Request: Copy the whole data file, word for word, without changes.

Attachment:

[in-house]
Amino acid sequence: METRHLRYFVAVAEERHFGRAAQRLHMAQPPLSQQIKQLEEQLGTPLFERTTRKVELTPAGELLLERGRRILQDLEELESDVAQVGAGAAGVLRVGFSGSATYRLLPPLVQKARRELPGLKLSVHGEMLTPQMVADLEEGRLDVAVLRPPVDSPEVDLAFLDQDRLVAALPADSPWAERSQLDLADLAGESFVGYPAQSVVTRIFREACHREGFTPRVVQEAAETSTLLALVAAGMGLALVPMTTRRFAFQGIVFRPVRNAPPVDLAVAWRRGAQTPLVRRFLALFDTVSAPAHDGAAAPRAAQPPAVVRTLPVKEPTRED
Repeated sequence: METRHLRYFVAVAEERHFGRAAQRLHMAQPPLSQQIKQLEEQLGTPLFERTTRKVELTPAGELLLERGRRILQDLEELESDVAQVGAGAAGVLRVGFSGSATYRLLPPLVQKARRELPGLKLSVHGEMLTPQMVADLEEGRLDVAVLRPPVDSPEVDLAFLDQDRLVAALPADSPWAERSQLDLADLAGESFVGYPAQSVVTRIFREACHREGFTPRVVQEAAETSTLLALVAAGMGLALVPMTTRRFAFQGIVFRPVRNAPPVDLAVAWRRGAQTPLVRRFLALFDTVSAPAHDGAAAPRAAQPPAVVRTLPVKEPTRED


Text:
[in-house]
Amino acid sequence: METRHLRYFVAVAEERHFGRAAQRLHMAQPPLSQQIKQLEEQLGTPLFERTTRKVELTPAGELLLERGRRILQDLEELESDVAQVGAGAAGVLRVGFSGSATYRLLPPLVQKARRELPGLKLSVHGEMLTPQMVADLEEGRLDVAVLRPPVDSPEVDLAFLDQDRLVAALPADSPWAERSQLDLADLAGESFVGYPAQSVVTRIFREACHREGFTPRVVQEAAETSTLLALVAAGMGLALVPMTTRRFAFQGIVFRPVRNAPPVDLAVAWRRGAQTPLVRRFLALFDTVSAPAHDGAAAPRAAQPPAVVRTLPVKEPTRED
Repeated sequence: METRHLRYFVAVAEERHFGRAAQRLHMAQPPLSQQIKQLEEQLGTPLFERTTRKVELTPAGELLLERGRRILQDLEELESDVAQVGAGAAGVLRVGFSGSATYRLLPPLVQKARRELPGLKLSVHGEMLTPQMVADLEEGRLDVAVLRPPVDSPEVDLAFLDQDRLVAALPADSPWAERSQLDLADLAGESFVGYPAQSVVTRIFREACHREGFTPRVVQEAAETSTLLALVAAGMGLALVPMTTRRFAFQGIVFRPVRNAPPVDLAVAWRRGAQTPLVRRFLALFDTVSAPAHDGAAAPRAAQPPAVVRTLPVKEPTRED